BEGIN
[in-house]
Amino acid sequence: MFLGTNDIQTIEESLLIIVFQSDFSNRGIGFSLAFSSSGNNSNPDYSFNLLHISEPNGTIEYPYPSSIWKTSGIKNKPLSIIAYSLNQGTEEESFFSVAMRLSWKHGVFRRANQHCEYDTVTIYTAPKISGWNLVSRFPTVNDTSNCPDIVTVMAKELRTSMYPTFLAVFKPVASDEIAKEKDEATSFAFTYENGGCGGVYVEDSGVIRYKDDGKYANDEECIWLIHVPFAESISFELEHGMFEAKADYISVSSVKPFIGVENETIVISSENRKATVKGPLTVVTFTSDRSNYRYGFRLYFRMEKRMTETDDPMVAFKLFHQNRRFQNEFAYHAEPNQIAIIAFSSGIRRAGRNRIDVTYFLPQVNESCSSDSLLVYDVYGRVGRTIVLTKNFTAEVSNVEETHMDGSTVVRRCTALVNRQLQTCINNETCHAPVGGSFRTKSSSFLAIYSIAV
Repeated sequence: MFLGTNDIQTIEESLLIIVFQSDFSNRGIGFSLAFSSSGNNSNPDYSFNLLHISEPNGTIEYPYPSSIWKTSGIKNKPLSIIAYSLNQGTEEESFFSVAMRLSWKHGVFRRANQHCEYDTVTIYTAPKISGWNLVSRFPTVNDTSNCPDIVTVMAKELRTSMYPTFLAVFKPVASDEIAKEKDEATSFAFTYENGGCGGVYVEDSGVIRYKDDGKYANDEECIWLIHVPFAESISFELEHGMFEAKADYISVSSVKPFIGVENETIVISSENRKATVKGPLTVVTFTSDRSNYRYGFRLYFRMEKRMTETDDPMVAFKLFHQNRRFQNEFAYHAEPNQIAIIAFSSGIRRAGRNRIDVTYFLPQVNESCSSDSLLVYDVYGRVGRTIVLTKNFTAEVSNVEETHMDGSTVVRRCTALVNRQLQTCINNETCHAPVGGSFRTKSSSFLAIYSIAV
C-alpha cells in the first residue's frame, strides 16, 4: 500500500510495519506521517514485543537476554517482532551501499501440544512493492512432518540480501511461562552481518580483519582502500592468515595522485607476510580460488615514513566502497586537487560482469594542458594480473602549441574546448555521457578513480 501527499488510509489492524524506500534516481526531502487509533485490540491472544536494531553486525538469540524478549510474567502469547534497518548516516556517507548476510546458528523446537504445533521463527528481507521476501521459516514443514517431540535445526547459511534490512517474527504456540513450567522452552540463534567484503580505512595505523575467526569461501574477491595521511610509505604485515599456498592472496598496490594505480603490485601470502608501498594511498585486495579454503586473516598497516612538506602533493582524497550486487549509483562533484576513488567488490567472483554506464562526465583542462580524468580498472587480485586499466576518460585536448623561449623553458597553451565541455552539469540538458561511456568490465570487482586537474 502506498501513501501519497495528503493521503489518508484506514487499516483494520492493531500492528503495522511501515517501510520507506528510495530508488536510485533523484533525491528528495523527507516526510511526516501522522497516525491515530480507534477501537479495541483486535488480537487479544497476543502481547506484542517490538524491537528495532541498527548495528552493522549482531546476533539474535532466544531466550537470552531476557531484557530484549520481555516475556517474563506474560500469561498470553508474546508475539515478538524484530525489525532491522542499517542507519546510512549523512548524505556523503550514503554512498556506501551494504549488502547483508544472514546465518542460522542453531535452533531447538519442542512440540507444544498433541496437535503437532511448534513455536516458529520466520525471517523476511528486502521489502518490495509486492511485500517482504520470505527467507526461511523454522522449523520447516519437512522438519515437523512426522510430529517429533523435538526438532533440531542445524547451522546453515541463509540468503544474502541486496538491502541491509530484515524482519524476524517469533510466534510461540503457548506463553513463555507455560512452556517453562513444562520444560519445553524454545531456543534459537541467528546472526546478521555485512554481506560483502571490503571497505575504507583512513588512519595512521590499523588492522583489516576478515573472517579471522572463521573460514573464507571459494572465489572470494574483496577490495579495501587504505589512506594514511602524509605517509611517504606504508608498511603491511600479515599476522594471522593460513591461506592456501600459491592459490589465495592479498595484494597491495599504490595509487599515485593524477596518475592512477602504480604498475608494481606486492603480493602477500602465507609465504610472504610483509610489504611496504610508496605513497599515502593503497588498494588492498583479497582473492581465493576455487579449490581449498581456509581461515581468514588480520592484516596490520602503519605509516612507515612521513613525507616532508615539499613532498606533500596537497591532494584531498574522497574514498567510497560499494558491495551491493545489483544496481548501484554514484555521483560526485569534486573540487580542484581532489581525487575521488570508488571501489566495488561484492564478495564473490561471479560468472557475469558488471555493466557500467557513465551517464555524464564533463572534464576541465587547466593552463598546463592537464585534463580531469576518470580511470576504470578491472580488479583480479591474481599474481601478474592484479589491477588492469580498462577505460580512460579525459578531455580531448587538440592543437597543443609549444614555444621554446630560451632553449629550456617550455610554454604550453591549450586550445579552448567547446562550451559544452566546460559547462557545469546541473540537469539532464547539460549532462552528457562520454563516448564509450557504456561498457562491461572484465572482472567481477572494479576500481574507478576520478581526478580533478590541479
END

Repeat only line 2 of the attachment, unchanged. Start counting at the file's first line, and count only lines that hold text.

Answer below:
Amino acid sequence: MFLGTNDIQTIEESLLIIVFQSDFSNRGIGFSLAFSSSGNNSNPDYSFNLLHISEPNGTIEYPYPSSIWKTSGIKNKPLSIIAYSLNQGTEEESFFSVAMRLSWKHGVFRRANQHCEYDTVTIYTAPKISGWNLVSRFPTVNDTSNCPDIVTVMAKELRTSMYPTFLAVFKPVASDEIAKEKDEATSFAFTYENGGCGGVYVEDSGVIRYKDDGKYANDEECIWLIHVPFAESISFELEHGMFEAKADYISVSSVKPFIGVENETIVISSENRKATVKGPLTVVTFTSDRSNYRYGFRLYFRMEKRMTETDDPMVAFKLFHQNRRFQNEFAYHAEPNQIAIIAFSSGIRRAGRNRIDVTYFLPQVNESCSSDSLLVYDVYGRVGRTIVLTKNFTAEVSNVEETHMDGSTVVRRCTALVNRQLQTCINNETCHAPVGGSFRTKSSSFLAIYSIAV